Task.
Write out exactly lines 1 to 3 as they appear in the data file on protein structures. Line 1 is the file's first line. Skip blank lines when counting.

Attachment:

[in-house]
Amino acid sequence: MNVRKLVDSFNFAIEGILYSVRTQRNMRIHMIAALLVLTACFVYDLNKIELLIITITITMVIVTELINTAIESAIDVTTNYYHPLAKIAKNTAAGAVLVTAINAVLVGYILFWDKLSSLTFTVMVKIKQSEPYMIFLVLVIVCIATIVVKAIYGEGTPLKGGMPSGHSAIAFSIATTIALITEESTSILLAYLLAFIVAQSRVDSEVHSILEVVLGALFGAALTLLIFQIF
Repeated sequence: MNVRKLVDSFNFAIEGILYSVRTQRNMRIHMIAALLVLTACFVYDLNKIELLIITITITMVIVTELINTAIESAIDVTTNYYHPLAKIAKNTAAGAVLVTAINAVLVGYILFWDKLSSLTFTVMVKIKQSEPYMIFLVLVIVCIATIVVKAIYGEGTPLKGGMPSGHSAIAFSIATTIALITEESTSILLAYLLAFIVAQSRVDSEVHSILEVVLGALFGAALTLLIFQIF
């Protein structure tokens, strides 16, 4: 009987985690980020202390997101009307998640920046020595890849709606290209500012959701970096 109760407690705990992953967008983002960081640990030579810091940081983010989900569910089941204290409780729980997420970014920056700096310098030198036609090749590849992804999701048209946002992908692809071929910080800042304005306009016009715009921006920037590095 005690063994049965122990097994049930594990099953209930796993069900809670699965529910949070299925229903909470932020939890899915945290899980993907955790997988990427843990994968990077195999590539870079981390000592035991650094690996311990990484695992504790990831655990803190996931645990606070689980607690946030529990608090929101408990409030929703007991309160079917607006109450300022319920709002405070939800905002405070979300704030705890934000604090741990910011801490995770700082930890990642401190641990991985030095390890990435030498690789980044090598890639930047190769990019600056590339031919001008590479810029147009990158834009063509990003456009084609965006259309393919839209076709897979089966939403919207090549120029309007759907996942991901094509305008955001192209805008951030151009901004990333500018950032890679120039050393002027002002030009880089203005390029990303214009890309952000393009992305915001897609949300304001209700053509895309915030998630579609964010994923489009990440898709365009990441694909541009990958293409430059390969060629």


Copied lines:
[in-house]
Amino acid sequence: MNVRKLVDSFNFAIEGILYSVRTQRNMRIHMIAALLVLTACFVYDLNKIELLIITITITMVIVTELINTAIESAIDVTTNYYHPLAKIAKNTAAGAVLVTAINAVLVGYILFWDKLSSLTFTVMVKIKQSEPYMIFLVLVIVCIATIVVKAIYGEGTPLKGGMPSGHSAIAFSIATTIALITEESTSILLAYLLAFIVAQSRVDSEVHSILEVVLGALFGAALTLLIFQIF
Repeated sequence: MNVRKLVDSFNFAIEGILYSVRTQRNMRIHMIAALLVLTACFVYDLNKIELLIITITITMVIVTELINTAIESAIDVTTNYYHPLAKIAKNTAAGAVLVTAINAVLVGYILFWDKLSSLTFTVMVKIKQSEPYMIFLVLVIVCIATIVVKAIYGEGTPLKGGMPSGHSAIAFSIATTIALITEESTSILLAYLLAFIVAQSRVDSEVHSILEVVLGALFGAALTLLIFQIF